The research, conducted on a mouse model and in human cells, found that a stress-coping hormone released by the brain boosts the production of protein fragments. Those protein pieces, known as amyloid beta, clump together and trigger the brain degeneration that leads to Alzheimer's disease.
The findings were published recently in The EMBO Journal by a group that includes Todd Golde, M.D., Ph.D., director of the UF Center for Translational Research in Neurodegenerative Disease and a professor in the UF College of Medicine's department of neuroscience.
The research contributes to further understanding the potential relationship between stress and Alzheimer's disease, a disorder believed to stem from a mix of genetic, lifestyle and environmental factors. The findings strengthen the idea of a link between stress and Alzheimer's disease, Golde said.
"It adds detailed insight into the stress mechanisms that might promote at least one of the Alzheimer's pathologies," Golde said.
Figuring out the non-genetic factors that heighten the risk of Alzheimer's disease is especially challenging, and the recent study is one step in a long process of looking at the effects of stress and other environmental factors, according to Golde. It could also point the way to a novel treatment approach in the future, he said.
Here is what researchers found: Stress causes the release of a hormone called corticotrophin releasing factor, or CRF, in the brain. That, in turn, increases production of amyloid beta. As amyloid beta collects in the brain, it initiates a complex degenerative cascade that leads to Alzheimer's disease.
During laboratory testing, mouse models that were exposed to acute stress had more of the Alzheimer's-related protein in their brains than those in a control group, researchers found. The stressed mice also had more of a specific form of amyloid beta, one that has a particularly pernicious role in the development of Alzheimer's disease.
To better understand how CRF increases the amount of Alzheimer's-related proteins, researchers then treated human neurons with CRF. That caused a significant increase in the amyloid proteins involved in Alzheimer's disease.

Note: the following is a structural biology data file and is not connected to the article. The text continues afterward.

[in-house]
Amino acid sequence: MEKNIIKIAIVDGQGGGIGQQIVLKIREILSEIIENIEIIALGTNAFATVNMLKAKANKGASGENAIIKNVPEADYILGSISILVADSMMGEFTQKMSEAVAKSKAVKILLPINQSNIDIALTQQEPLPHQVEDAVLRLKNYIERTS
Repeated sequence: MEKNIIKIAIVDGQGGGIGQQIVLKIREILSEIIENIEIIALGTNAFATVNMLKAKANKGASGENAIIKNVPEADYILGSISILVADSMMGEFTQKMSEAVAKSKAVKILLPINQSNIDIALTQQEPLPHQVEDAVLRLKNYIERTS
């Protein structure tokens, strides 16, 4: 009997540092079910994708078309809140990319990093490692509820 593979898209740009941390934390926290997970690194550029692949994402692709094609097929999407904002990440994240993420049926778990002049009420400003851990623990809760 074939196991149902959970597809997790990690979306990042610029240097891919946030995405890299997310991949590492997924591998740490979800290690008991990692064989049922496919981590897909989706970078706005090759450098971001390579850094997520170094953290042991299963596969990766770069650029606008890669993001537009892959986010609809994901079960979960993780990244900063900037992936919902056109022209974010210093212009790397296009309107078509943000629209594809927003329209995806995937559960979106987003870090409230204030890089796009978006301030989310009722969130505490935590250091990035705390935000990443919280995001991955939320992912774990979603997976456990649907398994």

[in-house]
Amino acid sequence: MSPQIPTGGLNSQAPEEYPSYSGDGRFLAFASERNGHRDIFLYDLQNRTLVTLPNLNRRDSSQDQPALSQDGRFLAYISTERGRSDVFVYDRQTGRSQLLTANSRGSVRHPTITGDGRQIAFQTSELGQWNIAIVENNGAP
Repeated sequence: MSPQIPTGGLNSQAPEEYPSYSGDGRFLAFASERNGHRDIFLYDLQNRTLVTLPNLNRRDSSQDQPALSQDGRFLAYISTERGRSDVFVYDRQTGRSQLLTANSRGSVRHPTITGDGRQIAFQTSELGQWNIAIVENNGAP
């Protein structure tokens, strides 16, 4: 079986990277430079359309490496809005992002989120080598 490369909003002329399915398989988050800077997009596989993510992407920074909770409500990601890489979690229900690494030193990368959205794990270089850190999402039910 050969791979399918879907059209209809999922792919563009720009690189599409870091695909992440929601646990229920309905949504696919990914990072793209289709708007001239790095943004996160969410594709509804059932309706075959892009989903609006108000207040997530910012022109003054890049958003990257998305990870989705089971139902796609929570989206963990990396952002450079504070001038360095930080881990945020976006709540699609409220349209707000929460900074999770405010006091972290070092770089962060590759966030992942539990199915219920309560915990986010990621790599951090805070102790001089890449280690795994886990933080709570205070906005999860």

Those and other complex experiments reveal more about the mechanics of a likely relationship between stress and Alzheimer's disease. The stress hormone, CRF, causes an enzyme known as gamma secretase to increase its activity. That, in turn, causes more of the Alzheimer's-related protein to be produced, Golde said.
Modifying environmental factors such as stress is yet another approach to warding off Alzheimer's disease, and one that is easier than modifying the genes that cause the disorder, Golde said. One possible solution -- blocking the CRF receptor that initiates the stress-induced process that generates Alzheimer's-related proteins -- didn't work. Researchers are now looking at an antibody that could be used to block the stress hormone directly, Golde said.
"These softer, non-genetic factors that may confer risk of Alzheimer's disease are much harder to address," Golde said. "But we need more novel approaches in the pipeline than we have now."
The idea of looking more closely at the mechanism linking stress and Alzheimer's disease came from Seong-Hun Kim, M.D., Ph.D., a former assistant professor in the College of Medicine's department of pharmacology and therapeutics and now a psychiatrist in Seattle. Much of the project's experiments were done by Hyo-Jin Park, Ph.D., who was a postdoctoral associate during the project and is now an assistant scientist in the College of Medicine's department of aging and geriatric research. Kevin Felsenstein, Ph.D., an associate professor of neuroscience in UF's College of Medicine, also made major contributions to the work.